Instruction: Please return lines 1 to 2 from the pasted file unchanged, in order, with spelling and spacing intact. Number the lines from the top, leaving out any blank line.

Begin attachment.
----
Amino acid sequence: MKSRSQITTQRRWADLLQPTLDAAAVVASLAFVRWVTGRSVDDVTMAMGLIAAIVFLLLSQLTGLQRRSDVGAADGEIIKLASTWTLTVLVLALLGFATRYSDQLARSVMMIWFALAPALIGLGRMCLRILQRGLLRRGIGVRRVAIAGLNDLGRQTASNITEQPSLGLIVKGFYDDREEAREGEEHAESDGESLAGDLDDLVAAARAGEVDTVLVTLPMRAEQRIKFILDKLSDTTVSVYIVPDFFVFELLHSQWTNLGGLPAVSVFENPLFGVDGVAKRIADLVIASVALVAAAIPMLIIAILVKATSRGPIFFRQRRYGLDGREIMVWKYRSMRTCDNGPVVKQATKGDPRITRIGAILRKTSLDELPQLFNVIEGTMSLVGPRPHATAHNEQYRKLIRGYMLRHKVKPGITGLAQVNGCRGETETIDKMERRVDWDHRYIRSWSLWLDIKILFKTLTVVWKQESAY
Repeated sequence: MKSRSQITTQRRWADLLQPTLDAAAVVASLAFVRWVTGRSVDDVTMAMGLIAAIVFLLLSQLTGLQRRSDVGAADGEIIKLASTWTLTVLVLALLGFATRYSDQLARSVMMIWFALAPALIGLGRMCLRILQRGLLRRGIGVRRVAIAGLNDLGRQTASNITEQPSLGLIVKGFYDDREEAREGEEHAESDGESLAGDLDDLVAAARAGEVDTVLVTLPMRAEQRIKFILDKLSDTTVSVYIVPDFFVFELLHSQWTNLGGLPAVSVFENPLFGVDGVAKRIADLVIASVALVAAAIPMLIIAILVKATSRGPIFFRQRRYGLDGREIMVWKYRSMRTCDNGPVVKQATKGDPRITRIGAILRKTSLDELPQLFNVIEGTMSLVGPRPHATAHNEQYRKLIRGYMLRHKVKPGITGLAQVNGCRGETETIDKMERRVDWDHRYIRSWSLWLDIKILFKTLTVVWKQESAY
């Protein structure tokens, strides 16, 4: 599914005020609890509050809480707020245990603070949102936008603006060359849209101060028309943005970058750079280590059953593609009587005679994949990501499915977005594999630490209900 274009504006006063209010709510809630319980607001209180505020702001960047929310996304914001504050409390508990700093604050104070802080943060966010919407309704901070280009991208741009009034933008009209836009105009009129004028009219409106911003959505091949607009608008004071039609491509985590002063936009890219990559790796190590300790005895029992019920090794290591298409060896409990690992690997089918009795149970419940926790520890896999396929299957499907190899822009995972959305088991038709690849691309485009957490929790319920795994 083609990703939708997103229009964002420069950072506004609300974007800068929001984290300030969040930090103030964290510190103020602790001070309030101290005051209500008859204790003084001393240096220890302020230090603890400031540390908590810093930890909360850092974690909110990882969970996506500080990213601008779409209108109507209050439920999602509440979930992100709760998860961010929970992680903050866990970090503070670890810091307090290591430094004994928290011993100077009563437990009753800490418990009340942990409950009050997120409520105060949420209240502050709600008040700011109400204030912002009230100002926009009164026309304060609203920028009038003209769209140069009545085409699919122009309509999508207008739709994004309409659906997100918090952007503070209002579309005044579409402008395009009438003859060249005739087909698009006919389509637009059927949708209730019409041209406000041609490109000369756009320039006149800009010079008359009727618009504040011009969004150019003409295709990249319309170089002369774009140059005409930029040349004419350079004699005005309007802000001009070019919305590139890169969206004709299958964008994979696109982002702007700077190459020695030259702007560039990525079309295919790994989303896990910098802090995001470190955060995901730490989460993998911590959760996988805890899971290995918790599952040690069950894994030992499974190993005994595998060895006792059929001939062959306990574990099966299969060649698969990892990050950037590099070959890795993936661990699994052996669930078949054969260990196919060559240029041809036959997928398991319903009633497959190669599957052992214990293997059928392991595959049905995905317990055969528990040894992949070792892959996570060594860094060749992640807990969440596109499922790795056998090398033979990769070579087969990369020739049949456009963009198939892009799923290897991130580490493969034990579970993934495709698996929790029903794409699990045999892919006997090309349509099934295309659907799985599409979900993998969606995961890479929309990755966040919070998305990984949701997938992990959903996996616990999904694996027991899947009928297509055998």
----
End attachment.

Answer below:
Amino acid sequence: MKSRSQITTQRRWADLLQPTLDAAAVVASLAFVRWVTGRSVDDVTMAMGLIAAIVFLLLSQLTGLQRRSDVGAADGEIIKLASTWTLTVLVLALLGFATRYSDQLARSVMMIWFALAPALIGLGRMCLRILQRGLLRRGIGVRRVAIAGLNDLGRQTASNITEQPSLGLIVKGFYDDREEAREGEEHAESDGESLAGDLDDLVAAARAGEVDTVLVTLPMRAEQRIKFILDKLSDTTVSVYIVPDFFVFELLHSQWTNLGGLPAVSVFENPLFGVDGVAKRIADLVIASVALVAAAIPMLIIAILVKATSRGPIFFRQRRYGLDGREIMVWKYRSMRTCDNGPVVKQATKGDPRITRIGAILRKTSLDELPQLFNVIEGTMSLVGPRPHATAHNEQYRKLIRGYMLRHKVKPGITGLAQVNGCRGETETIDKMERRVDWDHRYIRSWSLWLDIKILFKTLTVVWKQESAY
Repeated sequence: MKSRSQITTQRRWADLLQPTLDAAAVVASLAFVRWVTGRSVDDVTMAMGLIAAIVFLLLSQLTGLQRRSDVGAADGEIIKLASTWTLTVLVLALLGFATRYSDQLARSVMMIWFALAPALIGLGRMCLRILQRGLLRRGIGVRRVAIAGLNDLGRQTASNITEQPSLGLIVKGFYDDREEAREGEEHAESDGESLAGDLDDLVAAARAGEVDTVLVTLPMRAEQRIKFILDKLSDTTVSVYIVPDFFVFELLHSQWTNLGGLPAVSVFENPLFGVDGVAKRIADLVIASVALVAAAIPMLIIAILVKATSRGPIFFRQRRYGLDGREIMVWKYRSMRTCDNGPVVKQATKGDPRITRIGAILRKTSLDELPQLFNVIEGTMSLVGPRPHATAHNEQYRKLIRGYMLRHKVKPGITGLAQVNGCRGETETIDKMERRVDWDHRYIRSWSLWLDIKILFKTLTVVWKQESAY